You can watch the first-ever 360-degree livestream of a rocket launch on Tuesday (April 18).
Orbital ATK's robotic Cygnus cargo spacecraft is scheduled to launch toward the International Space Station (ISS) Tuesday atop a United Launch Alliance Atlas V rocket at 11:11 a.m. EDT (1511 GMT) from Florida's Cape Canaveral Air Force Station. You can watch it live here at Space.com, courtesy of NASA TV, or directly at the space agency's YouTube channel.
Cygnus has flown a number of such resupply runs in the past, but this liftoff will be special, from a viewer's perspective at least: You'll be able to get a pad's-eye view, in 360 degrees.
"To view in 360, use a mouse or move a personal device to look up and down, back and forth, for a 360-degree view around Space Launch Complex-41 at Cape Canaveral Air Force Station, Florida," NASA officials wrote in a statement. "Those who own virtual reality headsets will be able to look around and experience the view as if they were actually standing on the launch pad."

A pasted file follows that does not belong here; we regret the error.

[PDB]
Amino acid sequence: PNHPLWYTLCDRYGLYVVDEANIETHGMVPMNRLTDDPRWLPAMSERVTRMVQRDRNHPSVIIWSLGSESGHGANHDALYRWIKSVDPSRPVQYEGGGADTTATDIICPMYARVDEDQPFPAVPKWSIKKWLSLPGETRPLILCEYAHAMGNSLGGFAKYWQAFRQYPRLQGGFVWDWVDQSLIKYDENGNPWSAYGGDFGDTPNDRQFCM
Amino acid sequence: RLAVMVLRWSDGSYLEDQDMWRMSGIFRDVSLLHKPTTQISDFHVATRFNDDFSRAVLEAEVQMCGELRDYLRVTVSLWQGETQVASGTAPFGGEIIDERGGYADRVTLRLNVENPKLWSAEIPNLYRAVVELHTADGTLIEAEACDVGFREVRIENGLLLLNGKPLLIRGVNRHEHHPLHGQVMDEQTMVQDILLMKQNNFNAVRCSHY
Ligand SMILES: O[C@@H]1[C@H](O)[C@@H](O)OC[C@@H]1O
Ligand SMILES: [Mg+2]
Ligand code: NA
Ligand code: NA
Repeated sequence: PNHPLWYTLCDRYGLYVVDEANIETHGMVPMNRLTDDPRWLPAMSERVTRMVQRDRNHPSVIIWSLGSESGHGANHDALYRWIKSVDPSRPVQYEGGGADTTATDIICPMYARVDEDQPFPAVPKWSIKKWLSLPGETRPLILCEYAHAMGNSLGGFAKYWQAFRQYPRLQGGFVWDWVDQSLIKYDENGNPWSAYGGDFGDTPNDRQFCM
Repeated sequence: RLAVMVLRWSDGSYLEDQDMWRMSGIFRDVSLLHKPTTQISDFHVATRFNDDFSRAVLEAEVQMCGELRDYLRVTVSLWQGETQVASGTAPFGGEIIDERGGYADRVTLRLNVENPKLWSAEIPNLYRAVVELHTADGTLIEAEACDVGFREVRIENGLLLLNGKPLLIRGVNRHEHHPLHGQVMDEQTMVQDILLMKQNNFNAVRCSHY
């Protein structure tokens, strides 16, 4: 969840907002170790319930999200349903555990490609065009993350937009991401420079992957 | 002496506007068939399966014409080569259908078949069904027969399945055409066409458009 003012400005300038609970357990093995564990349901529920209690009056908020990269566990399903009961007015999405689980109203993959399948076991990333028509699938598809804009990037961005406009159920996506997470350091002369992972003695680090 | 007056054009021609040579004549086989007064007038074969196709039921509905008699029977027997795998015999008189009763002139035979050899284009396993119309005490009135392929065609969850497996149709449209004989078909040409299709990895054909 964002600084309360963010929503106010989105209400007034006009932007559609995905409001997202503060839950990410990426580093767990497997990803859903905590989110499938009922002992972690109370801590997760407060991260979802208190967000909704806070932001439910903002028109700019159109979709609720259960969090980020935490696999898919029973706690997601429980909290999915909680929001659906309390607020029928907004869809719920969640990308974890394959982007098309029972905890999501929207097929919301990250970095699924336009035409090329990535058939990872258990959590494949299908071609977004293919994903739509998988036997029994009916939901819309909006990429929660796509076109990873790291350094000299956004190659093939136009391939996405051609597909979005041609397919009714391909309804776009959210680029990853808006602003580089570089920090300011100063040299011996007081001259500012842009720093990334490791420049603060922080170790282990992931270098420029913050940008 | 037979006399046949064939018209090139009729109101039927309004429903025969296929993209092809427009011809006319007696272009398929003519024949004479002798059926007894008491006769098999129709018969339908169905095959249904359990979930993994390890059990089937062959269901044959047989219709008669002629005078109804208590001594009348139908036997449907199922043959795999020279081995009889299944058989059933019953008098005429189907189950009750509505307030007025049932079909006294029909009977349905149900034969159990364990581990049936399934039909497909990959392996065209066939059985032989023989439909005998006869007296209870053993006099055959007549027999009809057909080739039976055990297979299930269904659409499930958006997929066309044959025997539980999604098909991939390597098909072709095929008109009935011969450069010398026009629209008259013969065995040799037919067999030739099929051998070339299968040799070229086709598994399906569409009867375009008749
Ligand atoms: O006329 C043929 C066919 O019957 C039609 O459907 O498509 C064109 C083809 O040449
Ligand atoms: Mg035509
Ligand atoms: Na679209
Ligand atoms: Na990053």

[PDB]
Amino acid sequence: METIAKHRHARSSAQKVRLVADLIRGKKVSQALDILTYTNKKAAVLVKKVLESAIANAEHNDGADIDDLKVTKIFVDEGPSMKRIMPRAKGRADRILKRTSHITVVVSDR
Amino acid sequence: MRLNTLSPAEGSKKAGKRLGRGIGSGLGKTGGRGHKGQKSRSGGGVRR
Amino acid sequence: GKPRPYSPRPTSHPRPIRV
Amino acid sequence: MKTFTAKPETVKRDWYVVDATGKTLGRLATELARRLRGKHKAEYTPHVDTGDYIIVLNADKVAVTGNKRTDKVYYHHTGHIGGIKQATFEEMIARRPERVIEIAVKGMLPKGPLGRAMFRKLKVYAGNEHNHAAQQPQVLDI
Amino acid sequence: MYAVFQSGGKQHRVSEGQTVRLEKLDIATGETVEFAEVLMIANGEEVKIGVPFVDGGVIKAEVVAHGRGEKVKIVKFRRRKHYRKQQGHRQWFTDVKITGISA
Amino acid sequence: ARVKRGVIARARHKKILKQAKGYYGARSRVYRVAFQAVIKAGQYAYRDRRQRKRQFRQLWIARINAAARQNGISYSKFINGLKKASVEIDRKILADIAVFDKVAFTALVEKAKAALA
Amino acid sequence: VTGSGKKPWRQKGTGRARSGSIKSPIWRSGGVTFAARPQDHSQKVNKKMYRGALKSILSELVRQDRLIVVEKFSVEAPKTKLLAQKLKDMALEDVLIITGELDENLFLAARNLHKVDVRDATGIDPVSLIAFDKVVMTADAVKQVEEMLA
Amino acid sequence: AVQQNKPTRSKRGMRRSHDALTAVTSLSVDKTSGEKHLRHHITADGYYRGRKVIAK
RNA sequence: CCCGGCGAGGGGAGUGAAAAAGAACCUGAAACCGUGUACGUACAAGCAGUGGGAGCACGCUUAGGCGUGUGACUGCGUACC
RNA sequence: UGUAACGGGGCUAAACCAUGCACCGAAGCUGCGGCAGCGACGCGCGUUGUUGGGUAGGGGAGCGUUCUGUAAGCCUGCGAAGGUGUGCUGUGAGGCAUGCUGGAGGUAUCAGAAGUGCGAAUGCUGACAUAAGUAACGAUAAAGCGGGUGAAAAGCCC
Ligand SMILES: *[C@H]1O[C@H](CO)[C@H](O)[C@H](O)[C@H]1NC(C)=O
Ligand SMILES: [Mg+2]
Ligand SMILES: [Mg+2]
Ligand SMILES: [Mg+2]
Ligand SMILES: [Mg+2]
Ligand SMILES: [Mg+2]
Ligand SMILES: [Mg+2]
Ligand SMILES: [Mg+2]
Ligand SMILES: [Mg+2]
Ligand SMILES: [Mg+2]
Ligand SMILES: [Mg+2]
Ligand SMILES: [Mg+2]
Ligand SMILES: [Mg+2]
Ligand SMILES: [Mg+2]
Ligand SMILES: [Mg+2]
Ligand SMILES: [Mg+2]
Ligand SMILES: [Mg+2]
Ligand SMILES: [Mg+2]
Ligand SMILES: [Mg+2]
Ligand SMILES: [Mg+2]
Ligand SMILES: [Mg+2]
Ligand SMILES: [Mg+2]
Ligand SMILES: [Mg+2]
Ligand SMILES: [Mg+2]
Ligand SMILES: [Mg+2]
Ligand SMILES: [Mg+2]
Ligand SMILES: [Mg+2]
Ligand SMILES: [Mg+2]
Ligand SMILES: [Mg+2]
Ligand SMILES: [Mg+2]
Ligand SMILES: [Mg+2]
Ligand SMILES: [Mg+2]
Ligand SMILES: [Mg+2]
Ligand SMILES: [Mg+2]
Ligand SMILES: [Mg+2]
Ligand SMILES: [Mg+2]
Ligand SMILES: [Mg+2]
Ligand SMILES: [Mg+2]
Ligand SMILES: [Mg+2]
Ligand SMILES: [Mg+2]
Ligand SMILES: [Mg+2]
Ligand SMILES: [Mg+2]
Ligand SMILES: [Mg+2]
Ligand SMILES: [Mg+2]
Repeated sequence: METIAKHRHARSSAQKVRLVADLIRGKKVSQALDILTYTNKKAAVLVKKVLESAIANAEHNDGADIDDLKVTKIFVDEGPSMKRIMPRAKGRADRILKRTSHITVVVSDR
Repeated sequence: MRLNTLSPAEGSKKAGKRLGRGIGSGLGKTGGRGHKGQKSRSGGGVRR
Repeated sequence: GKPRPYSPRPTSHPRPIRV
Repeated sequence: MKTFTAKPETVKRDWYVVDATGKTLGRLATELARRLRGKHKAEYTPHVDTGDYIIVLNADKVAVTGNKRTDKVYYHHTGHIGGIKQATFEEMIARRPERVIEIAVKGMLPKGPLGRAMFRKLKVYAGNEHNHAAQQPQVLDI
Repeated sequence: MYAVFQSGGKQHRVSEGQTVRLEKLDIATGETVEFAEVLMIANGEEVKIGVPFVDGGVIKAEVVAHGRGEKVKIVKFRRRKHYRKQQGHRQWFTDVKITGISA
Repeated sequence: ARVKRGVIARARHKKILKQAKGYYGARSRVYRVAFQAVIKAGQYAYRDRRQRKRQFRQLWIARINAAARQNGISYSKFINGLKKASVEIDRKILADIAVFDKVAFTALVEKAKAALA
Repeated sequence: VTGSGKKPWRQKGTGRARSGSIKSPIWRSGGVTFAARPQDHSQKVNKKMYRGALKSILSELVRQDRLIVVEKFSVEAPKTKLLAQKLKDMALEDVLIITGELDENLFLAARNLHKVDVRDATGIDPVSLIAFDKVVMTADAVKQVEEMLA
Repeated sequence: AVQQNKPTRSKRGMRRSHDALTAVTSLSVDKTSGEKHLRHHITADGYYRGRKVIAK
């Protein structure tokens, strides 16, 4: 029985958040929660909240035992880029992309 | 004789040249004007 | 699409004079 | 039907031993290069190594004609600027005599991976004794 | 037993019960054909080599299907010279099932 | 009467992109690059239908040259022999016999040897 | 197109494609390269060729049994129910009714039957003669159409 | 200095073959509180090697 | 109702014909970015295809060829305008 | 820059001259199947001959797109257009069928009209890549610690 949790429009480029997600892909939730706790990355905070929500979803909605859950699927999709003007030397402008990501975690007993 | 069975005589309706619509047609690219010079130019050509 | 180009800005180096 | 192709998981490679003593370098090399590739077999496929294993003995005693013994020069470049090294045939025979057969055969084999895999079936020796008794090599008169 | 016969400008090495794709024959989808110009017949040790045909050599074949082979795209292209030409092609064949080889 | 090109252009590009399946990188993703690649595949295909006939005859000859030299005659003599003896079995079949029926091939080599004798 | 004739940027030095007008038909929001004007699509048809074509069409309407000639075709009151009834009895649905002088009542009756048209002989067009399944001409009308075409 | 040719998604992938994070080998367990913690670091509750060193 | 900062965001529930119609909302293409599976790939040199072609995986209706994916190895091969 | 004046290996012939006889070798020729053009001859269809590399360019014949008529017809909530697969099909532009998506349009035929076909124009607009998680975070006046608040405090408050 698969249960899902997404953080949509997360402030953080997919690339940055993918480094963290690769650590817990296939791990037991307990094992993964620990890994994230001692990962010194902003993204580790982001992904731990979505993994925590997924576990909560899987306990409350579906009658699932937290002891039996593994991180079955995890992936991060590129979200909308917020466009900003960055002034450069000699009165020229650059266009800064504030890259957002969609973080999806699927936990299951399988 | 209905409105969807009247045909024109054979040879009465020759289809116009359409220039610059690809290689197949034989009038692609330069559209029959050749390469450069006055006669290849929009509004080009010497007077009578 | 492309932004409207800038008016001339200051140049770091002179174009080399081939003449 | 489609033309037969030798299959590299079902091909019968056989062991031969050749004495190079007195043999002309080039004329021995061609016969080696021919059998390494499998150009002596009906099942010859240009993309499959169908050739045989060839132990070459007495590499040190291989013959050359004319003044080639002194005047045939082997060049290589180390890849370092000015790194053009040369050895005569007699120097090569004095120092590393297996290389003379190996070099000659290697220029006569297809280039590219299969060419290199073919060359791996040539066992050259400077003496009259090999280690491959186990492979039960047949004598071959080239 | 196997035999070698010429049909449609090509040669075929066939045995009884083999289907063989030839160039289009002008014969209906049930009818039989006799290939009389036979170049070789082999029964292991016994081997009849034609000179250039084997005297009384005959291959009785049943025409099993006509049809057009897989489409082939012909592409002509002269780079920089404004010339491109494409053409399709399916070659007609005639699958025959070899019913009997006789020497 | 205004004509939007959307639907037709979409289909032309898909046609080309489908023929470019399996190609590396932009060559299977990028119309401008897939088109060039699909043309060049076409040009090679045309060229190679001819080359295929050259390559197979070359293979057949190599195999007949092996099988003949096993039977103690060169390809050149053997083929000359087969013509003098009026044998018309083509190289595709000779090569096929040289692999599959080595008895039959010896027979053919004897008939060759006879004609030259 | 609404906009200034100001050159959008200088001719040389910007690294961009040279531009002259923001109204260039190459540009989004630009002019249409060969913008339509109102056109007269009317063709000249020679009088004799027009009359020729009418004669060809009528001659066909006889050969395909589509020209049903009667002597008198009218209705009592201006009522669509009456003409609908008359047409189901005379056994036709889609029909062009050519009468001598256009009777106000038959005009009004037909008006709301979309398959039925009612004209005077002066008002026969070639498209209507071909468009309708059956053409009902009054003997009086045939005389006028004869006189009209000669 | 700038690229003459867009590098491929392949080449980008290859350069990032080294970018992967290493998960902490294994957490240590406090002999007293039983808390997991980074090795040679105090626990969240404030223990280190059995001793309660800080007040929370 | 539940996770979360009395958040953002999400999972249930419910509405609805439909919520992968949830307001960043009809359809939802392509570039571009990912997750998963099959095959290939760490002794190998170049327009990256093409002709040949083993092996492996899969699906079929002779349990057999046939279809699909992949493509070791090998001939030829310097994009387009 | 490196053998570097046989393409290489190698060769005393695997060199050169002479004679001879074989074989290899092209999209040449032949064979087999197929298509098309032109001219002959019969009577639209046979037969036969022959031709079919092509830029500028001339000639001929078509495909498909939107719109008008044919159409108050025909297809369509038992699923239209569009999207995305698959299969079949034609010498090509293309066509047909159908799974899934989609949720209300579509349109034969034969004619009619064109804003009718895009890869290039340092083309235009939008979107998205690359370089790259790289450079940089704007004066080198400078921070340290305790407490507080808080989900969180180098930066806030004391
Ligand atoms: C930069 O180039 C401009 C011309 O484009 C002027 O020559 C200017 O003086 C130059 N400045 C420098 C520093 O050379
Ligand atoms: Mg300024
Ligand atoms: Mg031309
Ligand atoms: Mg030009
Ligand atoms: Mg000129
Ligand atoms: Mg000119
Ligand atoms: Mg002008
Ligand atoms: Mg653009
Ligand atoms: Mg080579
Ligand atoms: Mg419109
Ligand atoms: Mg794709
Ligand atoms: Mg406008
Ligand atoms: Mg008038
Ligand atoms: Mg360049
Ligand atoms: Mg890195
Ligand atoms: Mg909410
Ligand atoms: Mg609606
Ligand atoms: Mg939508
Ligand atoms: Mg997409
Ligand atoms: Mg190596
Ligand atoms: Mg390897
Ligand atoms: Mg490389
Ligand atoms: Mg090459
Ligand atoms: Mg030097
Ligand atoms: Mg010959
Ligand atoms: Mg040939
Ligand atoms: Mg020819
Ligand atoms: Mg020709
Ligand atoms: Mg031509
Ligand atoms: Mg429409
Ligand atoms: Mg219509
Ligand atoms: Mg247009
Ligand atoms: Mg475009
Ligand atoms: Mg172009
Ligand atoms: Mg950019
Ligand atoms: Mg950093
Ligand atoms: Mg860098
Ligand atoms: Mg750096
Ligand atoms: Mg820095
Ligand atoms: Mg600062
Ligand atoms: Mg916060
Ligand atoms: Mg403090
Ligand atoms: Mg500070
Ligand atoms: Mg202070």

The Cygnus is packed with more than 7,600 lbs. (3,450 kilograms) of scientific gear, hardware and supplies for the ISS crew — so much cargo that the mission will employ an Atlas V rather than Orbital's own Antares booster, which is not quite as powerful. (An Antares is slated to loft the next Cygnus mission, which will lift off this summer.)
If all goes according to plan, the Cygnus — dubbed the S.S. John Glenn, after the first American to orbit the Earth — will chase the ISS down for four days, eventually reaching the orbiting lab on Saturday morning (April 22). It will then be grappled by the station's huge robotic arm and installed on the Unity module.
Both Orbital ATK and SpaceX fly robotic cargo missions to the space station for NASA. SpaceX, which uses its Dragon capsule and Falcon 9 rocket, has launched 10 such contracted missions, one of which failed. Tuesday's launch will kick off Orbital's seventh contracted flight. Orbital has suffered one failure as well.
Follow Mike Wall on Twitter @michaeldwall and Google+. Follow us @Spacedotcom, Facebook or Google+. Originally published on Space.com.